Welcome to the 28th edition of Research and Reviews in the Fastlane. R&R in the Fastlane is a free resource that harnesses the power of social media to allow some of the best and brightest emergency medicine and critical care clinicians from all over the world tell us what they think is worth reading from the published literature.

This edition contains 9 recommended reads. The R&R Editorial Team includes Jeremy Fried, Nudrat Rashid, Soren Rudolph, Anand Swaminathan and, of course, Chris Nickson. Find more R&R in the Fastlane reviews in the : Overview; Archives and Contributors

This Edition’s R&R Hall of Famer

Russo SG, Cremer S, Eich C, Jipp M, Cohnen J, Strack M, Quintel M, Mohr A. Magnetic resonance imaging study of the in vivo position of the extraglottic airway devices i-gel™ and LMA-Supreme™ in anaesthetized human volunteers. Br J Anaesth. 2012 Sep 25. [Epub ahead of print] PubMed PMID: 23015619

  • An anatomical MRI study on healthy volunteers with an LMA supreme and an i-gel placed. Not looking at quite the same question that the famous “Segal, compressed carotids” study looked at but still it’s more info on what happens in that dark pharynx when you plunge one of those supra-glottic airways in.
  • Recommended by: Andy Neill
  • Learn more: EM Ireland EMI

Hossain-Ibrahim MK, Tarnaris A, Wasserberg J. Decompressive craniectomy – friend or foe? Trauma. 2012  Jan vol. 14 no. 1 16-38 [abstract]

  • To cut a big hole in the skull vault or not for refractory elevation of ICP? The small centre retrospectives say yes. DECRA for TBI says you”ll exchange mortality for poor function. For malignant MCA, there may be benefit if performed for the right patient within 48 hours of the initial insult; but therein lies the difficulty. There’s equipoise and uncertainty everywhere, with no level I evidence based guidelines. RescueICP is awaited, but will it provide the answers?<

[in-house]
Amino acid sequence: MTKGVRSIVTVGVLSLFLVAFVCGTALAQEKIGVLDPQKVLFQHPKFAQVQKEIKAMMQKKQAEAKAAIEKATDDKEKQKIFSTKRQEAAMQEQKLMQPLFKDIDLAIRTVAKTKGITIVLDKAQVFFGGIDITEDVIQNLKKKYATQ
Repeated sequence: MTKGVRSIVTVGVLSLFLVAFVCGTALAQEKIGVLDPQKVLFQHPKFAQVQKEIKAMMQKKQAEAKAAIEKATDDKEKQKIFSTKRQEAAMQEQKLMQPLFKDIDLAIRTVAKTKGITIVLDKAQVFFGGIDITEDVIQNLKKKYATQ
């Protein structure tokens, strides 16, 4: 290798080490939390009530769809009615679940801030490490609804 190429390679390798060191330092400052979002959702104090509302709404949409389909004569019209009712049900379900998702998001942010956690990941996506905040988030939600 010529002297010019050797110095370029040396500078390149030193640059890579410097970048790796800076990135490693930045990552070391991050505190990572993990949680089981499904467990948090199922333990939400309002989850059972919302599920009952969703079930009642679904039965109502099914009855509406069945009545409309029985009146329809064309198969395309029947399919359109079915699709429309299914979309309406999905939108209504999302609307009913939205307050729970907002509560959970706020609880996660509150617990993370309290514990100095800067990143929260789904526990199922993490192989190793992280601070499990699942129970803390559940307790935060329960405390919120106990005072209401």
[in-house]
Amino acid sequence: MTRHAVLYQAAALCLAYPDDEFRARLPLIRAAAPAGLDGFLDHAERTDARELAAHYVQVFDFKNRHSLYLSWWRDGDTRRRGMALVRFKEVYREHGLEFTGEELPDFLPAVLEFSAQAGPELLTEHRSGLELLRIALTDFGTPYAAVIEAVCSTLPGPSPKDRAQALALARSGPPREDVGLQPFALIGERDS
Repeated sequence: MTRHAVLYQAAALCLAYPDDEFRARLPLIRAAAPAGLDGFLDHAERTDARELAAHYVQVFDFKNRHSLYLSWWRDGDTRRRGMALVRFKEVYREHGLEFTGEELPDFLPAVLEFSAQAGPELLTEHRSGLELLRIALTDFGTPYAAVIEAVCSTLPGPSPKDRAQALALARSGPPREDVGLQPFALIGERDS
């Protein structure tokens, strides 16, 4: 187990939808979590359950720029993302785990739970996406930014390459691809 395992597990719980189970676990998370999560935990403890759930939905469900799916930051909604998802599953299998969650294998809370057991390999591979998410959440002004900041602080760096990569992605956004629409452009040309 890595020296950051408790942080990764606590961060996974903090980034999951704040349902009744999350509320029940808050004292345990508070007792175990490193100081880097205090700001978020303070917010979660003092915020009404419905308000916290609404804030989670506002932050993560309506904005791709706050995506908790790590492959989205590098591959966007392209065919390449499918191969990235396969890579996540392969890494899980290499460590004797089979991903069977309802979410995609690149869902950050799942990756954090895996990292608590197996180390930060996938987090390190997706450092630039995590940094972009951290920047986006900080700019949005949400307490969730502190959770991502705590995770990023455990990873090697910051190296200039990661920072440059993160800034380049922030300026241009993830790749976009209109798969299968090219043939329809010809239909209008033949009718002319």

• Recommended by: Matthew Mac Partlin

Myburgh JA, Finfer S, Bellomo R, Billot L, Cass A, Gattas D, Glass P, Lipman J, Liu B, McArthur C, McGuinness S, Rajbhandari D, Taylor CB, Webb SA; the CHEST Investigators and the Australian and New Zealand Intensive Care Society Clinical Trials Group. Hydroxyethyl Starch or Saline for Fluid Resuscitation in Intensive Care. N Engl J Med. 2012 Oct 17. [Epub ahead of print] PubMed PMID: 23075127 – [Fulltext]

  • Another nail in the starch coffin.
  • Recommended by: Cliff Reid, Chris Nickson
  • Learn more: Resus.ME, ICN

Patrick SP, Tijunelis MA, Johnson S, Herbert ME. Supraclavicular subclavian vein catheterization: the forgotten central line. West J Emerg Med. 2009 May;10(2):110-4. PubMed PMID: 19561831; PubMed Central PMCID: PMC2691520

  • Remember the supraclavicular approach to subclavian access is an option – especially in children. Here is how.
  • Recommended by: Thomas Dolven
  • Learn more: ScanCrit

Serpa Neto A, Cardoso SO, Manetta JA, Pereira VG, Espósito DC, Pasqualucci Mde O, Damasceno MC, Schultz MJ. Association between use of lung-protective ventilation with lower tidal volumes and clinical outcomes among patients without acute respiratory distress syndrome: a meta-analysis. JAMA. 2012 Oct 24;308(16):1651-9. doi: 10.1001/jama.2012.13730. PubMed PMID: 23093163.

  • A meta-analysis corroborates what many of us believe – that a lung protective strategy to ventilation is a good thing for patient who don’t have ARDS (yet) as well as those that do.
  • Recommended by: Cliff Reid, Chris Nickson
  • Learn moreResus.ME

Johnson-Coyle L, Jensen L, Sobey A; American College of Cardiology Foundation; American Heart Association. Peripartum cardiomyopathy: review and practice guidelines. Am J Crit Care. 2012 Mar;21(2):89-98. doi: 10.4037/ajcc2012163. Review. Erratum in: Am J Crit Care. 2012 May;21(3):155. Dosage error in article text. PubMed PMID: 22381985.

  • Concise review on current understanding and care for peripartum acute cardiomyopathy. Rare, but important morbidity and mortality implications, including for future pregnancy. Good tables for diagnosis and treatment, but little high quality evidence so largely consensus recommendations.
  • Recommended by: Matthew Mac Partlin